Verse 59 says, “And they stoned Stephen.” Notice that the man who was standing there was Saul. The fact that he was the guy standing in the front where they put their garments is a fairly good indication that he may have been the ringleader in the whole thing. And since Stephen had been arguing in the synagogue of the people from Cilicia, and Paul was from Cilicia, it’s very likely – as we said before – that he was arguing with Paul, and that Paul, being the kind of activist that he was, was probably heading up this whole reaction to Stephen. And so they killed him.

Death satisfied them. They wanted death. But for Stephen it wasn’t death. It was life. Jesus said, “I am the resurrection and the life. He that believeth in Me, though he were dead” – what – “Yet shall he live. And whosoever liveth and believeth in me shall never die.” There’s no death. It’s simply going from one thing to the next. And as I’ve said many times before, if you’re a Christian, the biggest change has already happened. Death isn’t going to be as big a change as your salvation was. Think about that.

You say, “Well, I thought when you died your spirit went into limbo.” I don’t find any verse in my bible that talks about limbo. There is no limbo. Somebody said, “Well, don’t you go to purgatory for a while?” You find the word “purgatory” in the Bible and you will be one in all humanity who found it. There is no limbo in the bible. There is no purgatory. You say, “Well, what about soul sleep?” You can’t find soul sleep in the Bible either.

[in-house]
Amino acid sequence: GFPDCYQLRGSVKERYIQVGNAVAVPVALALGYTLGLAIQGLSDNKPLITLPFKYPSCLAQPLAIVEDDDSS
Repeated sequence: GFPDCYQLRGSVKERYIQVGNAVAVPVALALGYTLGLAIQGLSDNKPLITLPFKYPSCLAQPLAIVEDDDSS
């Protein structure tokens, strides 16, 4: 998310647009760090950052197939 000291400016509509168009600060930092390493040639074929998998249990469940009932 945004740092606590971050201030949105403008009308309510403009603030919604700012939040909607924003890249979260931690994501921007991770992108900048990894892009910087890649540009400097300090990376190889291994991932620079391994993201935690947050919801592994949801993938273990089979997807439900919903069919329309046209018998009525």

Stephen looked up in death and he said, “Lord Jesus, receive my spirit.” And there’s no answer that says: See you in a thousand years.

Stephen knew who waited for him, just like Jesus knew who waited for Him on the cross, when He said, “Father, into Thy hands” – what – “I commend My spirit.” Stephen knew who was waiting. He saw Him up there. Don’t tell me that the believer is going to look to Jesus in an hour like that and then be separated from Him for some vast period of time or going to have to earn his way into His presence. Don’t tell me that. That’s foreign to all of scripture.